Bannayan-Riley-Ruvalcaba Syndrome

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Bannayan-Riley-Ruvalcaba syndrome (BRRS) is a rare genetic disorder that affects multiple systems in the body. It is characterized by macrocephaly (enlarged head), multiple lipomas (benign fatty tumors), hemangiomas (abnormal blood vessel growth), pigmented macules (dark spots on the skin), developmental delay, intellectual disability, and gastrointestinal polyps. This article aims to provide a comprehensive overview of BRRS, its symptoms, causes, diagnosis, and potential treatment options.

Understanding Bannayan-Riley-Ruvalcaba Syndrome

Bannayan-Riley-Ruvalcaba syndrome is a genetic condition that is inherited in an autosomal dominant manner, meaning that an affected individual has a 50% chance of passing the condition on to each of their children. It is caused by mutations in the PTEN gene, which is responsible for regulating cell growth and division. These mutations lead to the development of various characteristic features and medical problems associated with BRRS.

Symptoms of Bannayan-Riley-Ruvalcaba Syndrome

The symptoms of BRRS can vary widely among affected individuals, even within the same family. However, there are several key features that are commonly observed:

  • Macrocephaly: The most prominent feature of BRRS is an enlarged head size. This is often noticeable at birth or during early childhood.
  • Multiple lipomas: Lipomas are benign tumors composed of fatty tissue. Individuals with BRRS may develop multiple lipomas throughout their body, typically appearing in adolescence or early adulthood.
  • Hemangiomas: Hemangiomas are abnormal growths of blood vessels. They can appear as red or purple birthmarks on the skin and may be present at birth or develop later in childhood.
  • Pigmented macules: Dark spots or patches of pigmentation may be present on the skin, particularly in the genital area.
  • Developmental delay and intellectual disability: Many individuals with BRRS experience delays in reaching developmental milestones, such as walking and talking. Intellectual disability can range from mild to severe.
  • Gastrointestinal polyps: Polyps may develop in the gastrointestinal tract, particularly in the colon. These polyps can cause bleeding and may increase the risk of developing certain types of cancer.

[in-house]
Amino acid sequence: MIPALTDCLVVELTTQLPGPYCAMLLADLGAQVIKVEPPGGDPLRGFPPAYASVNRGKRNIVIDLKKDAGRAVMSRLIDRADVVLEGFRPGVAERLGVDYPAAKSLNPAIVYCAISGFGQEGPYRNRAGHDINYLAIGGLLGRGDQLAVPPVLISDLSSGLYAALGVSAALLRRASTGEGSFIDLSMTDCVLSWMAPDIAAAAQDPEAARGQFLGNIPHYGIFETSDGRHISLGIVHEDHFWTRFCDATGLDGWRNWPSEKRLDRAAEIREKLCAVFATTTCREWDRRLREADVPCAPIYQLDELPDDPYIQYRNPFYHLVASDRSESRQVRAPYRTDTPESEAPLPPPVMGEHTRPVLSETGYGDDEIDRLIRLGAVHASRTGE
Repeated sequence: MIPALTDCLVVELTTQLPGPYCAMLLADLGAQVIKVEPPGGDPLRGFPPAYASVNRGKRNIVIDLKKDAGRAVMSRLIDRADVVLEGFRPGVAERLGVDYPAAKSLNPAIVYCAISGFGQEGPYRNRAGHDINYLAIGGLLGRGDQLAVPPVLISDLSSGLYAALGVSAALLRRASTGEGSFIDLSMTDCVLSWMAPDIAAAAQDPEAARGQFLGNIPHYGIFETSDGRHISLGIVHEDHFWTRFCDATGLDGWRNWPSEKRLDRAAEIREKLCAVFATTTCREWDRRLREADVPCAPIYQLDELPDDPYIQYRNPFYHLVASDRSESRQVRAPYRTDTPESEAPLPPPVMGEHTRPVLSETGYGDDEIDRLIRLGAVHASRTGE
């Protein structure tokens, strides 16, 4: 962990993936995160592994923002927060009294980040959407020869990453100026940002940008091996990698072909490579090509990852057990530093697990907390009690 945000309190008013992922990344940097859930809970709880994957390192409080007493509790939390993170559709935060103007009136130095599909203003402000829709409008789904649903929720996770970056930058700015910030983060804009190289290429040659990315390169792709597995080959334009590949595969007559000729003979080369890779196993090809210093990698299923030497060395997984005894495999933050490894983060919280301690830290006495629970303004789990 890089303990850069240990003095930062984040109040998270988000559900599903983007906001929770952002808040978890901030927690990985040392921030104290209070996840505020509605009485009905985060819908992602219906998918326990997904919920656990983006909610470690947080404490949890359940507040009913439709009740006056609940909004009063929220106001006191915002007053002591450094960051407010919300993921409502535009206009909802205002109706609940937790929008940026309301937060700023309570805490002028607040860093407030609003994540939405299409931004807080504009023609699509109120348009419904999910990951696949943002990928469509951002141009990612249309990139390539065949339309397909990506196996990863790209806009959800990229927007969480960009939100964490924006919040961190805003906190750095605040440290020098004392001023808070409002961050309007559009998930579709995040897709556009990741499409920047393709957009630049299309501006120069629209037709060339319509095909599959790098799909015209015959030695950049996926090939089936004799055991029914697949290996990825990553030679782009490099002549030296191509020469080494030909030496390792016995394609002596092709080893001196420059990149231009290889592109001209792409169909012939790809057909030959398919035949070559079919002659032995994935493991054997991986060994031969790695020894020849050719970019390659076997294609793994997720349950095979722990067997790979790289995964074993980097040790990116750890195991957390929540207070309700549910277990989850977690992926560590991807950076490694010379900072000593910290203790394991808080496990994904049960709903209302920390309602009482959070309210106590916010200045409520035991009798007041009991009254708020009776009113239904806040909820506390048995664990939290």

Diagnosis and Genetic Testing

Diagnosing Bannayan-Riley-Ruvalcaba syndrome can be challenging due to the variability in symptoms and the overlap with other conditions. A thorough physical examination, medical history review, and genetic testing are typically performed to confirm the diagnosis.

Genetic testing involves analyzing the PTEN gene for mutations. If a mutation is identified, it can help confirm the diagnosis and guide further management and surveillance for associated health issues.

Treatment and Management

Currently, there is no cure for Bannayan-Riley-Ruvalcaba syndrome. Treatment focuses on managing the symptoms and associated health problems to improve the individual’s quality of life. The following approaches may be utilized:

  • Regular medical monitoring: Individuals with BRRS require regular check-ups to monitor their growth, development, and overall health. This includes monitoring for the development of gastrointestinal polyps and other potential complications.
  • Physical therapy and early intervention: Early intervention programs and physical therapy can help individuals with developmental delays reach their full potential.
  • Surgical removal of lipomas and polyps: Lipomas and gastrointestinal polyps may need to be surgically removed if they cause discomfort or pose a risk to the individual’s health.
  • Genetic counseling: Genetic counseling is recommended for individuals with BRRS and their families to understand the inheritance pattern and the risk of passing the condition on to future generations.


Bannayan-Riley-Ruvalcaba syndrome is a complex genetic disorder that affects multiple systems in the body. It is characterized by macrocephaly, multiple lipomas, hemangiomas, pigmented macules, developmental delay, intellectual disability, and gastrointestinal polyps. While there is no cure for BRRS, early diagnosis, regular medical monitoring, and appropriate interventions can help manage the symptoms and improve the individual’s quality of life. Genetic counseling is essential for affected individuals and their families to understand the condition and make informed decisions about family planning.

Haroon Rashid, MD
Rate author
Urgent Care Center of Arlington, VA
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